To say that food and drink is at the very heart of Scotland would be an understatement. More than just a night out, Scottish food and drink is the very lifeblood of Scotland’s the country’s fabric, culture and economy.
With our rolling, rural hillsides, clear coastal waters and lush, fertile lands, Scotland produces some of the best, and most sought after, natural produce in the world.
From mouth-watering Aberdeen Angus steaks, to world-renowned sea-food such as wild trout, salmon, oysters and langoustines, not to mention our water of life – whisky – the Made in Scotland stamp has become synonymous with taste and quality. Even our cheese gives the French a run for their money!
Our natural larder
Scottish producers now grow 3,200 tonnes of raspberries and 21,500 tonnes of strawberries each year. Beef is worth more than £569m per year which is more than fruit, dairy and poultry combined.
Scotland’s 16,000km coastline is home to thousands of species of fish and shellfish. In 2010, exports of fish accounted for over 59% of total exports in Scotland. Exports of fresh Scottish salmon alone in 2011 were valued at £341m. Scottish lobsters are currently used in over 20 Michelin starred restaurants in Tokyo.
1,118 million eggs are produced annually, as well as 1,092 million litres of milk. There are more than two dozen cheese-makers across Scotland, ranging from large Cheddar creameries to smaller artisan and farmhouse cheese-makers. Scottish Cheddar accounts for 70-80% of total output and the main creameries are located at Locherbie, Stranraer and Campbeltown and on the islands of Bute, Arran, Islay, Mull, Gigha and Orkney.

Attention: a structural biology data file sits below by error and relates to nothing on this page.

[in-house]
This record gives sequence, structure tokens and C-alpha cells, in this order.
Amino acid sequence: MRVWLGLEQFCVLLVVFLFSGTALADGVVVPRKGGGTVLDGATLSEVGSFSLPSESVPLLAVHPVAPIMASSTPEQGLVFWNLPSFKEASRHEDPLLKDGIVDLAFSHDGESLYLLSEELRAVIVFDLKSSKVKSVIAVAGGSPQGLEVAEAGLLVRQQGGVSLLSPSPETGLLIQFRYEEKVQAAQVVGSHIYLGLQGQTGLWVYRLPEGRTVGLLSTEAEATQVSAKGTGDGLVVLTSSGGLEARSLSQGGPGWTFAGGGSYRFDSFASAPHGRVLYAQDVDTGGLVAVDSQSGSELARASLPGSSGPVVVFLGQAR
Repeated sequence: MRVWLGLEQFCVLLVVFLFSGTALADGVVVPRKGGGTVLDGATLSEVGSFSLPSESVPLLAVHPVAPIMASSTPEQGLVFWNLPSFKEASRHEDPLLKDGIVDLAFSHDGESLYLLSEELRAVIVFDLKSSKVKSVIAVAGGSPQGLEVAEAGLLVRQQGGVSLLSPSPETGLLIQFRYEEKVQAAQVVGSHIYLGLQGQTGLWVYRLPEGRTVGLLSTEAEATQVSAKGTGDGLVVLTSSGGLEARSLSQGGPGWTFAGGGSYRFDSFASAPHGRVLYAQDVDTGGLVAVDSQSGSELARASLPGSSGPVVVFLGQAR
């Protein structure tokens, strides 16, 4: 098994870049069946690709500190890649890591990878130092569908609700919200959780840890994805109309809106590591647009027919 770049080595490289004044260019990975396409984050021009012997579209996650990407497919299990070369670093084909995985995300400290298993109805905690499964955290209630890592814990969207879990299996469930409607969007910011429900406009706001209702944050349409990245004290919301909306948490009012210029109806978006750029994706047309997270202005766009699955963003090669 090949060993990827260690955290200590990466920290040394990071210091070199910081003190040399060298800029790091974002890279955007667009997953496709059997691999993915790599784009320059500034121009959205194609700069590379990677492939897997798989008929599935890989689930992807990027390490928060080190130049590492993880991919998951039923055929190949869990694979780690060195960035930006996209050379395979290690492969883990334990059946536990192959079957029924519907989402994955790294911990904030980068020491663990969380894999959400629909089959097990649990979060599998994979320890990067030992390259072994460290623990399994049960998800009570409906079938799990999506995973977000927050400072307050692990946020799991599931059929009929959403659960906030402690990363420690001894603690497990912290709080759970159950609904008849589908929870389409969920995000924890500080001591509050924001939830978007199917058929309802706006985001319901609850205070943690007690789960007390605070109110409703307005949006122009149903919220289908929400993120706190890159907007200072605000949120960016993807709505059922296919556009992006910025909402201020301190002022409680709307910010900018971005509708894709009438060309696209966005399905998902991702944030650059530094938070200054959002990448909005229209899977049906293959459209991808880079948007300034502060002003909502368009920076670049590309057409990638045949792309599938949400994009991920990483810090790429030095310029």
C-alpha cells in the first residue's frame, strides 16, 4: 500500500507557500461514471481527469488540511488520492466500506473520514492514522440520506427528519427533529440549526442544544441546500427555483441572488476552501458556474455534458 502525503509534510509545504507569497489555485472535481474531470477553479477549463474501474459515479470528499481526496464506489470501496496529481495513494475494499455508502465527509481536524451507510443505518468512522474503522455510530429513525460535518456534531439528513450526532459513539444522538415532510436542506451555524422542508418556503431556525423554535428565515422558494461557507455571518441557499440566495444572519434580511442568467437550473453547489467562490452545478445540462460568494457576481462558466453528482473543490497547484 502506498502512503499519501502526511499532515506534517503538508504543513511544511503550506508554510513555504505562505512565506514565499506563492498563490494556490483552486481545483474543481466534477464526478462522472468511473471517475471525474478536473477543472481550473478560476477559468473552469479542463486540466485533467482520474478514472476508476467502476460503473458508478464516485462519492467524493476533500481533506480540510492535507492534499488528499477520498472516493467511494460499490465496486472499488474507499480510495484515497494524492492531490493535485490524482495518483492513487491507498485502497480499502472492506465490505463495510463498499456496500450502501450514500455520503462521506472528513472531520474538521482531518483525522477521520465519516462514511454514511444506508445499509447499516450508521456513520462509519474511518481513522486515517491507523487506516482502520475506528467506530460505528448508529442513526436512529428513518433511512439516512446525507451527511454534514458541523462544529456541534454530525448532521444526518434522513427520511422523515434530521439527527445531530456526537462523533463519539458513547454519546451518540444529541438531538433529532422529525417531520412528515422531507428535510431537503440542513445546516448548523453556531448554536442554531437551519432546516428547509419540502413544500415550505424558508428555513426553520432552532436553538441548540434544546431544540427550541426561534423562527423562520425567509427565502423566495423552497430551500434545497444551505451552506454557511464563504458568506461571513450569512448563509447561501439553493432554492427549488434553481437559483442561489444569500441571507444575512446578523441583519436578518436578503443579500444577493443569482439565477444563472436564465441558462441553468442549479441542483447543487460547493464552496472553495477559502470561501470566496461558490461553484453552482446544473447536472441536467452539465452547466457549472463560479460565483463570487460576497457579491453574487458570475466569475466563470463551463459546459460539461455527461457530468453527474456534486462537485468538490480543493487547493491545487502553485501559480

Between January and June 2011 global shipments of Scotch whisky reached £1.8 billion, up 22% compared to the first half of 2010.
Scotland is famous for naturally healthy oat-based products such as porridge and oatcakes - the latter being first produced as far back as the 14th century when Scottish soldiers would carry a sack of oatmeal which they would moisten and heat on a metal plate over a fire when they were hungry. Today, they are commonly enjoyed as an accompaniment to soups, or after dinner with cheese and chutney.
Scotland's national dish, haggis, is a savoury pudding containing sheep’s heart, liver and lungs, minced with onion, oatmeal, suet, spices and salt, traditionally encased in the sheep’s stomach, although nowadays most haggis is prepared in a sausage casing. It is traditionally served with neeps and tatties (turnip and potato), particularly when served as part of a Burns supper. However, haggis is also enjoyed all year round with other accompaniments such as black pudding.
Tablet is a medium-hard sugary sweet made from sugar, condensed milk, butter and vanilla essence, boiled to a soft-ball stage and allowed to crystallise. It dates back to the early 18th century.
Chefs and restaurants
And with so many fantastic ingredients on our very doorstep, it’s little wonder that Scotland is also home to some of the most innovative, talented chefs in our world-renowned restaurants, 15 of which are Michelin starred.
Here are just a few of the best known:
The Kitchin, Edinburgh The Witchery, Edinburgh Ondine, Edinburgh Andrew Fairlie at Gleneagles, Perthshire Brian Maule at Chardon d’Or, Glasgow Crabshakk, Glasgow The Peat Inn, St. Andrew’s Inverlochy Castle, Highlands Boath House, Inverness Knockinaam Lodge, Galloway Kinloch Lodge, Isle of Skye The Three Chimneys, Isle of Skye
Did you know?
Scottish food and drink exports hit a record high of £5.4bn in 2011.
Last year, the manufacture of Scottish food products and beverages accounted for 29% of all international manufacturing exports.
55 countries around the world imported fresh Scottish salmon in 2009.
Scottish farmed salmon has held the French Government's top quality award, Label Rouge, for the past 19 years. It was the first non-French food to receive this accolade.